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CTC Blog: Behind the Curtain

Interfaith Moments of Change

The Christians, directed by Taibi Magar, will play June 28-July 14 at Bratton Theater, as part of Chautauqua Theater Company’s 2019 season. Tickets are available here.

The Christians’ Pastor Paul is not the only faith leader who has come under fire for a change in belief. Here’s a look at historical faith leaders who have advocated for an evolution of belief within their community.

Rabbi Abraham Geiger - Reform Judaism 

Abraham Geiger was a 19th-century rabbi and scholar who is today considered the intellectual founder of Reform Judaism. He was the driving force in leading other reform-minded Rabbis in formulating a program of progressive Judaism. However, unlike the relatively more extreme Samuel Holdheim,  he did not want to create a separate community. His goal instead was to “change Judaism from within.”

Like Zayd’s relationship to Islam, he viewed Judaism through a historical lens; he didn’t just examine its religious content in his teachings, but also acknowledged socio-cultural influences on the faith. He did not see any Jewish text as divinely written. He believed that Judaism was by its nature evolutionary, and so viewed generational changes to its particular ethical practices as natural to the faith.

Nasr Abu ZaydNasr Abu Zayd - Islam

Nasr Abu Zayd was a contemporary liberal Egyptian scholar who spoke out against the use of religion as a means of exerting political power and emphasized the importance of the Qur’an’s geographic, historical, and cultural context. He challenged the traditional idea that the Qur’an was divinely inspired, teaching it as both a literary and religious text.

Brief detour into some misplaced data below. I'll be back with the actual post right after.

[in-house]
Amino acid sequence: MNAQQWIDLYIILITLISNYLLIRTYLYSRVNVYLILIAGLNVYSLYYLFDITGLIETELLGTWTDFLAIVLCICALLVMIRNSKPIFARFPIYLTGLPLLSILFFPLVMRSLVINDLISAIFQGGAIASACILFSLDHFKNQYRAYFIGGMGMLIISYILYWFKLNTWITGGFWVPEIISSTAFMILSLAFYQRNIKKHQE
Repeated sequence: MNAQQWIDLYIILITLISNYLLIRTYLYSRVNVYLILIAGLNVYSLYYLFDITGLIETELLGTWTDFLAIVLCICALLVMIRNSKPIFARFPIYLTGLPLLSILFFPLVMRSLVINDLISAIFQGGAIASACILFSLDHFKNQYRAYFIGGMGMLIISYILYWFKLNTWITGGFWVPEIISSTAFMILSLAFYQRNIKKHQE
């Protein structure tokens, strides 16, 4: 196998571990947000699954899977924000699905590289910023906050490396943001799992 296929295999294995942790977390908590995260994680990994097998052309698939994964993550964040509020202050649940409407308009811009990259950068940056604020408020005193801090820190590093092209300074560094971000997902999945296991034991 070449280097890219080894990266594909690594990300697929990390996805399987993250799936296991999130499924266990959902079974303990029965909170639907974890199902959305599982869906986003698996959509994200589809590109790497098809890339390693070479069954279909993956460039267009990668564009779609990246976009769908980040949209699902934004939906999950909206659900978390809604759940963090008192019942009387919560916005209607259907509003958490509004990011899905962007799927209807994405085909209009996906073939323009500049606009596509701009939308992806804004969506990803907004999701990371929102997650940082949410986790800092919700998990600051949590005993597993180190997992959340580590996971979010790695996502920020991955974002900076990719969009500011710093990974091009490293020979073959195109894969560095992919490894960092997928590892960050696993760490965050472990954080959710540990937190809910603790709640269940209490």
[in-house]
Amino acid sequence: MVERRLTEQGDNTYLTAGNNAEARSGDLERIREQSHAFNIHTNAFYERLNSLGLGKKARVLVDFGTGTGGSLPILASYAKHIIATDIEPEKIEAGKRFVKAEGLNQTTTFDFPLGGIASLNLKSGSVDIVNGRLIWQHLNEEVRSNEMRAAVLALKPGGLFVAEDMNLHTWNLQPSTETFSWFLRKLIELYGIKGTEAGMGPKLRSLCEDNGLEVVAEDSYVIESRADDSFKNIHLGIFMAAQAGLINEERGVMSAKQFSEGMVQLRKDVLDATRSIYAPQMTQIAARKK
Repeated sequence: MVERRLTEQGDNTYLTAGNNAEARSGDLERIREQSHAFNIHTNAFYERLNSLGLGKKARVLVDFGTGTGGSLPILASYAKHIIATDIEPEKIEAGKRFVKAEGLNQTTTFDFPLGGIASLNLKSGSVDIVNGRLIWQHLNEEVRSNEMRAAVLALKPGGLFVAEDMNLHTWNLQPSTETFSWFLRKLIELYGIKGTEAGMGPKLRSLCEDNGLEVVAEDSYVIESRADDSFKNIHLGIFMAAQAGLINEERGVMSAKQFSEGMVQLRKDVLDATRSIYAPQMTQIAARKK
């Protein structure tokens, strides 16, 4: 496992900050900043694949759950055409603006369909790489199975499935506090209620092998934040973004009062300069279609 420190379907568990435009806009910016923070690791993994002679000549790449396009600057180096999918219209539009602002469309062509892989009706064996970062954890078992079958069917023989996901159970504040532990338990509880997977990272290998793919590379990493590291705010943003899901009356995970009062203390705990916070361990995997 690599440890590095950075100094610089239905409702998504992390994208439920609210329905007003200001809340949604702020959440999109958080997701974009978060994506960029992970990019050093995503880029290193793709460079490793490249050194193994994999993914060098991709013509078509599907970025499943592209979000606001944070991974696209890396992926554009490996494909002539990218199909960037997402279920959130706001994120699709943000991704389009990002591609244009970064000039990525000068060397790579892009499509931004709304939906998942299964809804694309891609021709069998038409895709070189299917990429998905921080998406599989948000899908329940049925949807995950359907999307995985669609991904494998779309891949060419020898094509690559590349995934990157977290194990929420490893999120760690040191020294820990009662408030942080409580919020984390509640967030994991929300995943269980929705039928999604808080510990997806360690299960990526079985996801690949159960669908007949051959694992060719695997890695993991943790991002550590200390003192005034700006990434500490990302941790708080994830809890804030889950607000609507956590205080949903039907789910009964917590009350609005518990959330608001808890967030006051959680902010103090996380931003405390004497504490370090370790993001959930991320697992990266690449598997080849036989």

In 1995, Zayd was declared heretical for challenging traditional Muslim perspectives on the Qur’an. His marriage was annulled, and he and his wife were forced into exile, later relocating again after receiving death threats from Jihadist groups.

Though his Muslim critics claimed he was endorsing European enlightenment ideals, he cited his greatest influences as prolific golden age Islamic thinkers, like 12th-century philosopher Ibn Arabi. “My worst fear is that people may consider me a critic of Islam,” he once said. “I’m sure that I’m a Muslim.”

Carlton Pearson speaking square cropCarlton Pearson - Evangelical Christianity

In 2006, Carlton Pearson, who at the time was presiding over Higher Dimension Evangelical Church as head pastor, declared to his congregation in a Sunday sermon that he longer believed in Hell. Pearson had been on the rise for years, and the church’s average attendance had reached over 6,000. Pearson’s career suffered for his stated belief in universal reconciliation--what he has dubbed “The Gospel of Inclusion.” He was declared a heretic by the Joint College of African-American Pentecostal Bishops in 2004, lost most of his congregation, and eventually lost his church as well to foreclosure. His story became the subject of “Heretics,” a popular This American Life episode, as well as Come Sunday, a Netflix biopic based on the episode and produced in part by This American Life.

In the years since that Sunday in 2006, Pearson has been the Senior Minister of Christ Universal Temple, head of head of a new Higher Dimensions fellowship, and affiliate minister at All Souls Unitarian Church.

The Christians audiences may notice striking similarities between the content of the play and Pearson’s story. Playwright Lucas Hnath has stated publicly that Pearson’s story is not the basis of his play, but merely informed his research.

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